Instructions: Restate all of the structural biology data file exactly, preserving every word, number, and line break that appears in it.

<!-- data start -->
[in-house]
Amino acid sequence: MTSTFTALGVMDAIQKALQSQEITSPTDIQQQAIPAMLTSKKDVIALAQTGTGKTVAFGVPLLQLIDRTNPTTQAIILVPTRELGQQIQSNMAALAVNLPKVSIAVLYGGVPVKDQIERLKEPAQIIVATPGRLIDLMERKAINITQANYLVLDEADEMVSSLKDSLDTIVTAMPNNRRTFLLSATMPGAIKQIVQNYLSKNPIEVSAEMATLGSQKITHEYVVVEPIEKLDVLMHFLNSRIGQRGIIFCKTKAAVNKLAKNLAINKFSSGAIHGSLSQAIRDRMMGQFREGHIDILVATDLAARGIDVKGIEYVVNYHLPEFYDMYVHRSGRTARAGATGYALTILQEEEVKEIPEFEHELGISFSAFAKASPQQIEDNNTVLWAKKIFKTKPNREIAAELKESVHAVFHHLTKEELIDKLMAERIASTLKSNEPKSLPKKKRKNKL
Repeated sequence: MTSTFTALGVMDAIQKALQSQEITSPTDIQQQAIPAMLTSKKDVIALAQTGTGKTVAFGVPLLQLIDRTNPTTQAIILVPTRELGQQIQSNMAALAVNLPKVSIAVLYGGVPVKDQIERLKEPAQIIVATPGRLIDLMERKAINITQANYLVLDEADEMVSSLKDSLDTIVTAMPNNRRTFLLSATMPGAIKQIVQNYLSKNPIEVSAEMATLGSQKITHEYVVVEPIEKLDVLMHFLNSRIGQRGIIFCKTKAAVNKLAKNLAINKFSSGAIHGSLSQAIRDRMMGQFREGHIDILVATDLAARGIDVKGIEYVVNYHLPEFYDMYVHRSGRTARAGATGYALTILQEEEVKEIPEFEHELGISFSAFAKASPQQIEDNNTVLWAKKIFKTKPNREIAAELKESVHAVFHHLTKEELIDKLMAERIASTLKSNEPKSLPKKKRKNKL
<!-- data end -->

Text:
[in-house]
Amino acid sequence: MTSTFTALGVMDAIQKALQSQEITSPTDIQQQAIPAMLTSKKDVIALAQTGTGKTVAFGVPLLQLIDRTNPTTQAIILVPTRELGQQIQSNMAALAVNLPKVSIAVLYGGVPVKDQIERLKEPAQIIVATPGRLIDLMERKAINITQANYLVLDEADEMVSSLKDSLDTIVTAMPNNRRTFLLSATMPGAIKQIVQNYLSKNPIEVSAEMATLGSQKITHEYVVVEPIEKLDVLMHFLNSRIGQRGIIFCKTKAAVNKLAKNLAINKFSSGAIHGSLSQAIRDRMMGQFREGHIDILVATDLAARGIDVKGIEYVVNYHLPEFYDMYVHRSGRTARAGATGYALTILQEEEVKEIPEFEHELGISFSAFAKASPQQIEDNNTVLWAKKIFKTKPNREIAAELKESVHAVFHHLTKEELIDKLMAERIASTLKSNEPKSLPKKKRKNKL
Repeated sequence: MTSTFTALGVMDAIQKALQSQEITSPTDIQQQAIPAMLTSKKDVIALAQTGTGKTVAFGVPLLQLIDRTNPTTQAIILVPTRELGQQIQSNMAALAVNLPKVSIAVLYGGVPVKDQIERLKEPAQIIVATPGRLIDLMERKAINITQANYLVLDEADEMVSSLKDSLDTIVTAMPNNRRTFLLSATMPGAIKQIVQNYLSKNPIEVSAEMATLGSQKITHEYVVVEPIEKLDVLMHFLNSRIGQRGIIFCKTKAAVNKLAKNLAINKFSSGAIHGSLSQAIRDRMMGQFREGHIDILVATDLAARGIDVKGIEYVVNYHLPEFYDMYVHRSGRTARAGATGYALTILQEEEVKEIPEFEHELGISFSAFAKASPQQIEDNNTVLWAKKIFKTKPNREIAAELKESVHAVFHHLTKEELIDKLMAERIASTLKSNEPKSLPKKKRKNKL